A rendition of the Whos living on a dandelion, only when people actually hear an audible noise coming from the speck of dust did people actually believe Horton that these people existed.
And college and society in general is no exception to this notion. In such divided times, we only hear the voices of those from either end of the spectrum of ideas, a black-and-white picture. And yet there is still a vast majority of people never get recognized for their ideas simply because they might fall into grey territory, not loud enough to hear, not flashy enough to see.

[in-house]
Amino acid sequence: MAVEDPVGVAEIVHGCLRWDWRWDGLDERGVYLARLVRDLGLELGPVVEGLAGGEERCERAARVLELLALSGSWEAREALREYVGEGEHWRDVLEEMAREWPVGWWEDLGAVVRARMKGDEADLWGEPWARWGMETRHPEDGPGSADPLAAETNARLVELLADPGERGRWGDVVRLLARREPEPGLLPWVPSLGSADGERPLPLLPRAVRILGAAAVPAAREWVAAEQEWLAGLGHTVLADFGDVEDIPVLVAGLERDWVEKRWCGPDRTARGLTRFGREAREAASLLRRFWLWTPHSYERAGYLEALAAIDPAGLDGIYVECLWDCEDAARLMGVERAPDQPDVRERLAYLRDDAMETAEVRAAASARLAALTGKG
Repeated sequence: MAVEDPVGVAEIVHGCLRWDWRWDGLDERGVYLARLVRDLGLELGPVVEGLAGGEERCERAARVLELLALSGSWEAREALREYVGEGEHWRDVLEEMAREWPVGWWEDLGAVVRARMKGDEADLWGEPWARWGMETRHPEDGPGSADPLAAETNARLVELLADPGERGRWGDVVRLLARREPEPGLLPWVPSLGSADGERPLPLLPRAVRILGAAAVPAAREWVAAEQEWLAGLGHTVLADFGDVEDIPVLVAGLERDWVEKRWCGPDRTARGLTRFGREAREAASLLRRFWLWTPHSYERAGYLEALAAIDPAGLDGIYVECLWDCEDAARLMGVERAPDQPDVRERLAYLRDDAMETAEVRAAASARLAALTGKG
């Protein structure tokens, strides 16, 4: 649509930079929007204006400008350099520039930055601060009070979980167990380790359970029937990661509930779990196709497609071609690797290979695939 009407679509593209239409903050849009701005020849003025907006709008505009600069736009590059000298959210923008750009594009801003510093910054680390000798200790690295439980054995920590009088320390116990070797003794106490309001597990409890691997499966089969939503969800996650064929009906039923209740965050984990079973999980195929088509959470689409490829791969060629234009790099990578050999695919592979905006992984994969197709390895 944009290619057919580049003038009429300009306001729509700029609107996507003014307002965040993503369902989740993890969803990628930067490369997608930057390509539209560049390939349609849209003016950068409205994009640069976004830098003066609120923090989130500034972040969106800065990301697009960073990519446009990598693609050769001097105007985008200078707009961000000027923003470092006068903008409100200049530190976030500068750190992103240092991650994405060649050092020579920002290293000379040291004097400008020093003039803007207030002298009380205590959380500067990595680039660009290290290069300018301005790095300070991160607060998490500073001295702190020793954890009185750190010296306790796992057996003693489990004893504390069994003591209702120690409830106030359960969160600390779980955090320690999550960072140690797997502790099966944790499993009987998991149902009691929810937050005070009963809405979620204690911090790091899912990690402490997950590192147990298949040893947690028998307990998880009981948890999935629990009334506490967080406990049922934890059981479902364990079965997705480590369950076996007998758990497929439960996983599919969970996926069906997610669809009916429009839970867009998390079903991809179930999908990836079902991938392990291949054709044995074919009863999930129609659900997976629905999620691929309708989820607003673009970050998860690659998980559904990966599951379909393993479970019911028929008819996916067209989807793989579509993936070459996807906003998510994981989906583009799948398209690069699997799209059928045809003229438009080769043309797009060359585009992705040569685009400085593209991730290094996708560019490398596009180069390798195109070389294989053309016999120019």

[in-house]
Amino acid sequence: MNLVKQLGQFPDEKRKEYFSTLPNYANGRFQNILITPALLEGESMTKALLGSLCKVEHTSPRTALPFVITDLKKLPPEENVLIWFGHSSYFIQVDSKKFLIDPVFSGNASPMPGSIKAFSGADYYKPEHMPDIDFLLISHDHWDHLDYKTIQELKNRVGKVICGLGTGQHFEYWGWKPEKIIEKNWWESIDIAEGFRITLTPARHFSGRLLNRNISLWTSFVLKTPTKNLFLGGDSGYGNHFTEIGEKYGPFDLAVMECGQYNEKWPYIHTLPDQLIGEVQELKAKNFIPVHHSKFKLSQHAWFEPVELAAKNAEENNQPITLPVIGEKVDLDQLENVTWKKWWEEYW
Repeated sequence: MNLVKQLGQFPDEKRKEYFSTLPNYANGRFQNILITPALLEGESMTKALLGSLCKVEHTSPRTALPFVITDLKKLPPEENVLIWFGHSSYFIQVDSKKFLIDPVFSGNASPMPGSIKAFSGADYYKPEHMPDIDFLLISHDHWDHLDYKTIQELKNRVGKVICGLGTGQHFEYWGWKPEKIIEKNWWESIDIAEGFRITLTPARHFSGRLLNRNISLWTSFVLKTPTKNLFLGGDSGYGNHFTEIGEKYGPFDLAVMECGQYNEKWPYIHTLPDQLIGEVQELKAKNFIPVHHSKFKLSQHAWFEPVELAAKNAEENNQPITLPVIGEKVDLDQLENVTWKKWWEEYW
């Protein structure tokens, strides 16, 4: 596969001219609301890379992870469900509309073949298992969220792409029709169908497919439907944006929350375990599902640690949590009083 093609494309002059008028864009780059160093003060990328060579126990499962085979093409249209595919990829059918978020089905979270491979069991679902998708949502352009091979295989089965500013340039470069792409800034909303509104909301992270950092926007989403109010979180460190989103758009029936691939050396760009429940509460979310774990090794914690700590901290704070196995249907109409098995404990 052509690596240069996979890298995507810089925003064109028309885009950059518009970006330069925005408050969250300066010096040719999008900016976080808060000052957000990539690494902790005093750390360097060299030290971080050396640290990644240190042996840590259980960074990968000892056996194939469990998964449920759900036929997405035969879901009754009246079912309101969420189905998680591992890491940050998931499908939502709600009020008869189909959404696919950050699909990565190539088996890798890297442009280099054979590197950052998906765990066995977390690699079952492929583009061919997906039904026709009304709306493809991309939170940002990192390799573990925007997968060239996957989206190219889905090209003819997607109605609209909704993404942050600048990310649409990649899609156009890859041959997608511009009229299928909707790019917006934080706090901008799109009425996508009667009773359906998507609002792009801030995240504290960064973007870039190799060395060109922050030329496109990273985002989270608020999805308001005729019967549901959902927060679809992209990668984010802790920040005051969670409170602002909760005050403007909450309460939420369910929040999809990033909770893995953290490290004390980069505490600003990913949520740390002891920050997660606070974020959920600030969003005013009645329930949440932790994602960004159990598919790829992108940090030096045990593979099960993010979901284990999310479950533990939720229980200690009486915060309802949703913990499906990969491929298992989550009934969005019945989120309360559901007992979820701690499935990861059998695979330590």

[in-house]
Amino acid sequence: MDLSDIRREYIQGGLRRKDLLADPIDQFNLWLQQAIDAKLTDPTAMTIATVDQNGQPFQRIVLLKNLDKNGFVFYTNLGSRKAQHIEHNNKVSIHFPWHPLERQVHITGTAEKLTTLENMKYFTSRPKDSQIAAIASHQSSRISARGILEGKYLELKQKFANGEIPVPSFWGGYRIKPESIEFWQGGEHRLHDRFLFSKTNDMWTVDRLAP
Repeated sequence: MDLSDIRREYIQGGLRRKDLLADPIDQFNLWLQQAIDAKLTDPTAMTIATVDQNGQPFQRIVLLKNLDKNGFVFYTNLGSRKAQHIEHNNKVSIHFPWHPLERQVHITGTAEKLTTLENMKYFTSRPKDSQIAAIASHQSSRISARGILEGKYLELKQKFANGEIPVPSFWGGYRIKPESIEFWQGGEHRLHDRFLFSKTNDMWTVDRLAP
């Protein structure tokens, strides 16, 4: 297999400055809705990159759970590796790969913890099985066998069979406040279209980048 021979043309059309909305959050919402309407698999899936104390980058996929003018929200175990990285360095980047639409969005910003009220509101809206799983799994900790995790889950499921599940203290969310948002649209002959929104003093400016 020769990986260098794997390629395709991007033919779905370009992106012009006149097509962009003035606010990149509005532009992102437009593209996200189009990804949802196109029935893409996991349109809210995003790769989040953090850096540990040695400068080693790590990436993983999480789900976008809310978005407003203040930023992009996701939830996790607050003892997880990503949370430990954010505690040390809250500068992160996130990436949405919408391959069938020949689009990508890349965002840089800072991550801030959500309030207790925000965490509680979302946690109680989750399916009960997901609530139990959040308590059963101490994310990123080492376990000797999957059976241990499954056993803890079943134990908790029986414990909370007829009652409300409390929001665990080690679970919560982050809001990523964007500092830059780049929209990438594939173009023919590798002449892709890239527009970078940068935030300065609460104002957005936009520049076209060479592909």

Where is this ramble coming from? Recently at my home campus, the student population has become very divided over an issue regarding activity fees. In a decision by the Student Government Association, a select panel of representatives, they moved forward with raising every students’ yearly fees, a majority of the money going toward athletics, another argument in of itself.
And people certainly voiced their opinions. Students attended forums, they have been posting over social media, writing letters to the editor to publish in the student newspaper, the whole gambit. Essentially, the decision here was really not one the students had much say in to begin with: the administration was planning to raise fees, and the SGA followed suit. Now students are dividing themselves between pro- and anti-athletics, a division they really had no hand in creating.